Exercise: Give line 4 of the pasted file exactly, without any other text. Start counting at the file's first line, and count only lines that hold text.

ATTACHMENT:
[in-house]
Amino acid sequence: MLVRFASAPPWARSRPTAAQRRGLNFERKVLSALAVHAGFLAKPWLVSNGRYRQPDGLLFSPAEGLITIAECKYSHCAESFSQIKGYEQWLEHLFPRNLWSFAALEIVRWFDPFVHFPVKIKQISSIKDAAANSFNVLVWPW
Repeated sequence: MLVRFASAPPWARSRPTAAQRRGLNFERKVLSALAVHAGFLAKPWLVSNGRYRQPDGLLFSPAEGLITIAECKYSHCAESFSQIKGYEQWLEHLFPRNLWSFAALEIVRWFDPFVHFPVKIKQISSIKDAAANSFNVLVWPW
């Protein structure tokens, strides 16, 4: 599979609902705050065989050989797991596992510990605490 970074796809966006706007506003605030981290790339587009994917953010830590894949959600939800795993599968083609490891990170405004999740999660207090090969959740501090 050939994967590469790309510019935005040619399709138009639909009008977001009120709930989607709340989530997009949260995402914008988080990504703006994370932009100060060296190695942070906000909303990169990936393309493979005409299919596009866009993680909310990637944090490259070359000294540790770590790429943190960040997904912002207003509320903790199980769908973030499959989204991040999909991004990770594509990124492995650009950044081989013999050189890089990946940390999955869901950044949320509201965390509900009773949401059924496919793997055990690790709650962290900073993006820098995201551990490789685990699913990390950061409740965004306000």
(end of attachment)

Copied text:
């Protein structure tokens, strides 16, 4: 599979609902705050065989050989797991596992510990605490 970074796809966006706007506003605030981290790339587009994917953010830590894949959600939800795993599968083609490891990170405004999740999660207090090969959740501090 050939994967590469790309510019935005040619399709138009639909009008977001009120709930989607709340989530997009949260995402914008988080990504703006994370932009100060060296190695942070906000909303990169990936393309493979005409299919596009866009993680909310990637944090490259070359000294540790770590790429943190960040997904912002207003509320903790199980769908973030499959989204991040999909991004990770594509990124492995650009950044081989013999050189890089990946940390999955869901950044949320509201965390509900009773949401059924496919793997055990690790709650962290900073993006820098995201551990490789685990699913990390950061409740965004306000």